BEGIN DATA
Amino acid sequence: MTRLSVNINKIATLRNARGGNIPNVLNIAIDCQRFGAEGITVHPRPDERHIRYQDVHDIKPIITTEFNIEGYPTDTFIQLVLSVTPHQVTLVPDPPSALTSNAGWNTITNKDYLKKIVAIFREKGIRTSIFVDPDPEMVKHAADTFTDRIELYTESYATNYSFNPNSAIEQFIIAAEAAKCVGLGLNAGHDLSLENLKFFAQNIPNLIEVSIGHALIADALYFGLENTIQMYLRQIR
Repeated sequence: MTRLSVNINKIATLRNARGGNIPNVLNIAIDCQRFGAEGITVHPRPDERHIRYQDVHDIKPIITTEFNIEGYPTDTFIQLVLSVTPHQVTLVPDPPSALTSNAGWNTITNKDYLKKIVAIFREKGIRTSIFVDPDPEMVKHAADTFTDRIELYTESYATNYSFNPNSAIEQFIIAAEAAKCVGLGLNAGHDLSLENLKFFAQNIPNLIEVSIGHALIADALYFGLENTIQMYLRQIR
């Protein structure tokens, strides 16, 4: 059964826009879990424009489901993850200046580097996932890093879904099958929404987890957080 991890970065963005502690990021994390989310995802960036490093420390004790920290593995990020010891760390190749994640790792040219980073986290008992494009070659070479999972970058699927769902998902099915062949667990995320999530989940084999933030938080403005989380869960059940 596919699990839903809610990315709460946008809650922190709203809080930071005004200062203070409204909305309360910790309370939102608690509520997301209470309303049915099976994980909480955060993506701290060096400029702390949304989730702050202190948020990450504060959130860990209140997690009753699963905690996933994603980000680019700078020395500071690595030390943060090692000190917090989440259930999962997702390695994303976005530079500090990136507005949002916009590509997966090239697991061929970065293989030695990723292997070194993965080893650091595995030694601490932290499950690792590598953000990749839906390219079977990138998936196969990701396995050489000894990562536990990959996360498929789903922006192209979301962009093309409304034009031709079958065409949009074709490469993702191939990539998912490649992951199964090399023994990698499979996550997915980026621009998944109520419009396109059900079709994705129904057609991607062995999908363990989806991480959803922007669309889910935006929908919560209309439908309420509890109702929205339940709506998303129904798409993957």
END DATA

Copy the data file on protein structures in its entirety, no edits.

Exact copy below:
Amino acid sequence: MTRLSVNINKIATLRNARGGNIPNVLNIAIDCQRFGAEGITVHPRPDERHIRYQDVHDIKPIITTEFNIEGYPTDTFIQLVLSVTPHQVTLVPDPPSALTSNAGWNTITNKDYLKKIVAIFREKGIRTSIFVDPDPEMVKHAADTFTDRIELYTESYATNYSFNPNSAIEQFIIAAEAAKCVGLGLNAGHDLSLENLKFFAQNIPNLIEVSIGHALIADALYFGLENTIQMYLRQIR
Repeated sequence: MTRLSVNINKIATLRNARGGNIPNVLNIAIDCQRFGAEGITVHPRPDERHIRYQDVHDIKPIITTEFNIEGYPTDTFIQLVLSVTPHQVTLVPDPPSALTSNAGWNTITNKDYLKKIVAIFREKGIRTSIFVDPDPEMVKHAADTFTDRIELYTESYATNYSFNPNSAIEQFIIAAEAAKCVGLGLNAGHDLSLENLKFFAQNIPNLIEVSIGHALIADALYFGLENTIQMYLRQIR
């Protein structure tokens, strides 16, 4: 059964826009879990424009489901993850200046580097996932890093879904099958929404987890957080 991890970065963005502690990021994390989310995802960036490093420390004790920290593995990020010891760390190749994640790792040219980073986290008992494009070659070479999972970058699927769902998902099915062949667990995320999530989940084999933030938080403005989380869960059940 596919699990839903809610990315709460946008809650922190709203809080930071005004200062203070409204909305309360910790309370939102608690509520997301209470309303049915099976994980909480955060993506701290060096400029702390949304989730702050202190948020990450504060959130860990209140997690009753699963905690996933994603980000680019700078020395500071690595030390943060090692000190917090989440259930999962997702390695994303976005530079500090990136507005949002916009590509997966090239697991061929970065293989030695990723292997070194993965080893650091595995030694601490932290499950690792590598953000990749839906390219079977990138998936196969990701396995050489000894990562536990990959996360498929789903922006192209979301962009093309409304034009031709079958065409949009074709490469993702191939990539998912490649992951199964090399023994990698499979996550997915980026621009998944109520419009396109059900079709994705129904057609991607062995999908363990989806991480959803922007669309889910935006929908919560209309439908309420509890109702929205339940709506998303129904798409993957």